Filtration Vexation

Lately I’ve been thinking about how people filter the information that bombards them. I’m not talking just about the usual media suspects — TV, radio, Internet, movies, newspapers, and such — but all the little tidbits of info we take in — news, entertainment, conversations, things we see on the street. We don't notice or remember everything, nor do we only process inportant things that we ought to. No, the things we take in and hang on to (at least in the short term) seem to be determined by our fears or desires, the things we're trying to believe or trying to ignore. The more prominent the topic, the more we seem to notice things that tie in. We always seem to chalk it all up to coincidence or synchronicity or whatever, but considering how much raw data of one kind or another surrounds us all the time, isn't it more likely that we only take in the stuff we're already primed to accept?

Isn't that why the world seems full of only sexy people when you're horny? Isn't that why everyone else seems happy when you're miserable and rich when you're poor? Isn't that why everyone seems to have the exact same shoes you just bought? Isn't that why everyone seems to be looking at your enormous ass in those pants? Isn't that why everyone's in love when you're lonely?

Last year, for instance, I was totally preoccupied for a while with This Big Issue and how it was going to change my life. What I really needed to do just to get by was convince myself that I hadn't been delivered a death sentence and that there were plenty of ways to deal with it all and move on and make adjustments and kick its ass to whatever extent I could. And I pretty much did that, thanks. But during the process it seemed like the entire world around me was hell bent on breaking my will with constant reminders of what I was up against, all things that were probably always floating around but didn't quite concern me directly. Little pings all day long, day after day. Suddenly, it all affected me, and I couldn't stop picking up the bits everywhere I turned. The streets weren't so full of cute boys anymore, and Britney Spears didn't seem to be lurking on the edge of hearing all the time anymore. (That, at least, was blessed relief.)

When I’m particularly addled, this drives me absolutely crazy. It makes it impossible to distract myself from my troubles or my troublesome fixations. Lately, I’ve been spending a lot of free time in my dark, cozy room with a pair of ear plugs and some reading material (or Internet porn — I’m only human, after all), avoiding unwelcome, invasive noise and thought provocation.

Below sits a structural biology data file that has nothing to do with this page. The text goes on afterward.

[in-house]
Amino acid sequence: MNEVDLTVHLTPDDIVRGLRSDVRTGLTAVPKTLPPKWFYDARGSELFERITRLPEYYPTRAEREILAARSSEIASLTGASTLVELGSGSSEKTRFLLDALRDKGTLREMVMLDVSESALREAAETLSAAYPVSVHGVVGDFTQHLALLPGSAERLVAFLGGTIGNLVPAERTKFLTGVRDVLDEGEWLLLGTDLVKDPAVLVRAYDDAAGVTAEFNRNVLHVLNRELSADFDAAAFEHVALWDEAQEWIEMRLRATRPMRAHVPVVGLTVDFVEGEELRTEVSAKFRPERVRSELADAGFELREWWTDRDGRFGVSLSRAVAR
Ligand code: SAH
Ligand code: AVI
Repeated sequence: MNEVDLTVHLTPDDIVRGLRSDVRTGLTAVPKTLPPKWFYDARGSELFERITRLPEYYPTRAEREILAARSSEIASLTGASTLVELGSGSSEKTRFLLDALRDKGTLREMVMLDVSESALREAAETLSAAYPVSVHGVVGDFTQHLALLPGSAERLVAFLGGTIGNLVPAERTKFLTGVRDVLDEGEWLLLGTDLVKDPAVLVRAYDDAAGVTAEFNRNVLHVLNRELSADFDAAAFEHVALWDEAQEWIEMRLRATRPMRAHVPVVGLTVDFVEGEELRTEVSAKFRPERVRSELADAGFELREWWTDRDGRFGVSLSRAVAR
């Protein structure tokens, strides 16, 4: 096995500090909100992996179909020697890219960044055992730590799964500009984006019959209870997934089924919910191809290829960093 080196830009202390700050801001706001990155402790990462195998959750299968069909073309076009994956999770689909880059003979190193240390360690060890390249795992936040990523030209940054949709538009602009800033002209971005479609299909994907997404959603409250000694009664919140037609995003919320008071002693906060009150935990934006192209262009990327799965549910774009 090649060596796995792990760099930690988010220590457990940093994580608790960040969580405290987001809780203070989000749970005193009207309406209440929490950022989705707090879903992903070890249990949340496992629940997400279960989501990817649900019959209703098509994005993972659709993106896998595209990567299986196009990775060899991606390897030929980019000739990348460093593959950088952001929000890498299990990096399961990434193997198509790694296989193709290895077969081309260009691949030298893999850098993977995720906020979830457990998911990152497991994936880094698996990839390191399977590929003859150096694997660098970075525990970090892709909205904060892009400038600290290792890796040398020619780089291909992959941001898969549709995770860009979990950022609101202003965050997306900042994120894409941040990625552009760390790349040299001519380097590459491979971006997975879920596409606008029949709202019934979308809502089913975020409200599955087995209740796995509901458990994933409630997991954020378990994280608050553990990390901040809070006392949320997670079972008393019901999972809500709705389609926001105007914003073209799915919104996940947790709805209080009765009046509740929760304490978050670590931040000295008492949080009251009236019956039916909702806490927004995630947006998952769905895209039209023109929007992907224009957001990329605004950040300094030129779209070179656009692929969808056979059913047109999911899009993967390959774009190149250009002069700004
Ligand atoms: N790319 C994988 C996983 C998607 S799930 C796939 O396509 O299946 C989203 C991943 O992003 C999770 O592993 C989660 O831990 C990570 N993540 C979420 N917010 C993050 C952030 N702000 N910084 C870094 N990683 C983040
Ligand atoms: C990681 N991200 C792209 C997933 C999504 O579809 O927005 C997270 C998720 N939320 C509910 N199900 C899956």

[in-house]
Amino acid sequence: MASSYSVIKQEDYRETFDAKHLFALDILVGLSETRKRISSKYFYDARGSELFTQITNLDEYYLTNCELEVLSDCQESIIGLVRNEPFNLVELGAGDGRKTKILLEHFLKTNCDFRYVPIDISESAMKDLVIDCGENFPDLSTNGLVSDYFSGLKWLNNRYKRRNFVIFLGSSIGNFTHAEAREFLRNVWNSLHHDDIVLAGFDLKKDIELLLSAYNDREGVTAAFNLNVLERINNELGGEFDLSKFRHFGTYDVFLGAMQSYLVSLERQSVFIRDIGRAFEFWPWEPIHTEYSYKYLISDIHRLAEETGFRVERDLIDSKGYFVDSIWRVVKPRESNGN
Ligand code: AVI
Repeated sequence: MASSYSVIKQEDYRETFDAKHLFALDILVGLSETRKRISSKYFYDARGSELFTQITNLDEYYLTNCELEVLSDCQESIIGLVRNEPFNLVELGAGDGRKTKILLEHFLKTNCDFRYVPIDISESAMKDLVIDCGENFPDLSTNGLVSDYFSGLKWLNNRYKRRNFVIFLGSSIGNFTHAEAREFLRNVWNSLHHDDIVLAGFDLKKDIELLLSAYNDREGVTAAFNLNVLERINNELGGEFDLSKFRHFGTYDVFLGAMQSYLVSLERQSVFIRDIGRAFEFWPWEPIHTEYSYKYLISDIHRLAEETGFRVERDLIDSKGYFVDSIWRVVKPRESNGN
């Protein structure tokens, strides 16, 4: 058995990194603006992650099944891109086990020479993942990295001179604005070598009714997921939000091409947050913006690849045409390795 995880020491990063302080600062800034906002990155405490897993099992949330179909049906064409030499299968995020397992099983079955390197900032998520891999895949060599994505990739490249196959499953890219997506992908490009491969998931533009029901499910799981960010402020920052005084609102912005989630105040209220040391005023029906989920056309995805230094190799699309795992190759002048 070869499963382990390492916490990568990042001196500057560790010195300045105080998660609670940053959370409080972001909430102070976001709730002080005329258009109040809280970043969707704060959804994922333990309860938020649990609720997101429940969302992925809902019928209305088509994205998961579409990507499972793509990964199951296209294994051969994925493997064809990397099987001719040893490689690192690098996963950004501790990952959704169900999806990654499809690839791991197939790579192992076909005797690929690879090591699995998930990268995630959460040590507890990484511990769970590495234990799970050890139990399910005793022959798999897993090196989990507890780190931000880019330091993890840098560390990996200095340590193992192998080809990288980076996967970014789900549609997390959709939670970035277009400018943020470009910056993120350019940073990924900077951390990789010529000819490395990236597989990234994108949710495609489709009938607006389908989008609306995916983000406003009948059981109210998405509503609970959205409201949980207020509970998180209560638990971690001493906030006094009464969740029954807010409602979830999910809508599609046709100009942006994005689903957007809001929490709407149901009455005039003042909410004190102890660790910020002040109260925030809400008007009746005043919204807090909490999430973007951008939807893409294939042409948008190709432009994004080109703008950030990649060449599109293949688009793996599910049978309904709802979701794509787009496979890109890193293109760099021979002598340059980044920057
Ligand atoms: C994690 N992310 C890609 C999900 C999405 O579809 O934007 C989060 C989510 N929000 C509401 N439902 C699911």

The reading, of course, is fraught with peril, but it seems so much more uplifting and respectable to have novels rub your nose in your own life, rather than having the WB do it.

Up Again

It's getting the point where waking up in the middle of the night pretty much means there'll be no getting back to sleep. No matter how tired I may be, no matter how groggy I feel, the sleep just doesn't come. Instead, I have a lovely time tossing and turning, feeling the Celexa gurgle in my stomach, trying to stretch out the knots in my shoulders, and trying not to think too much.

Not think too much? Hah! Fat chance, loser. With everything on my mind lately, I’d have better luck trying to teleport to Venus. Tonight's topics? (1) How demoralizing it is to get romantically and sexually rejected so regularly by men who are otherwise so fond of me (making me feel entirely unsexy, much more maddening and depressing than getting rejected by men who never got to know me better or never showed any interest in the first place). (2) But yet knowing it's not that simple, just a seductively simplistic interpretation that lets me feel sorry for myself. (3) How often I feel lonely in a crowd, no matter how well-regarded I may be, and how closely tied that loneliness is to all that rejection and all those guys liking me, but just not quite enough to choose me. (4) Hating that it's that simple. And (5) how wise it is to vent all this publicly: It's cathartic and saves me from repeating the whining too much, but it's such bad P.R.

Grumpy Sparky

More Whining, But Not From Me

I’ve been astoundingly sensitive to noise lately. Maybe it's just my body's way of trying to avoid additional stimulus. Whatever. It's a pain, that’s all I know.

For instance, right now the ventilator by my desk is emitting a whining mechanical drone that keeps reminding me of the Venus probe from The Six Million Dollar Man. It's making me daffy. I haven't been able to watch TV or listen to music except with the volume really low, and that’s only when I’ve even been able to tolerate them at all. My next door neighbors have either invested in a serious subwoofer, or I’ve also become hypersensitive to the noise their TV has been making all along. And don't even get me started on how I feel about car horns or percussionists in the subway lately.

I needs me a decompression tank. Maybe I can get Glenn to build something....

And From the Department of Rude Surprises

Just so I don't have to repeat the news too often when I’m in no condition to do so: I’m still having panic attacks, I still love him but he's decided that he can only be my friend, I just told my folks I’m positive, and I’m a complete fucking mess.

« April 2002 | Main | Archives | June 2002 »
Powered by Movable Type 5.04Creative Commons License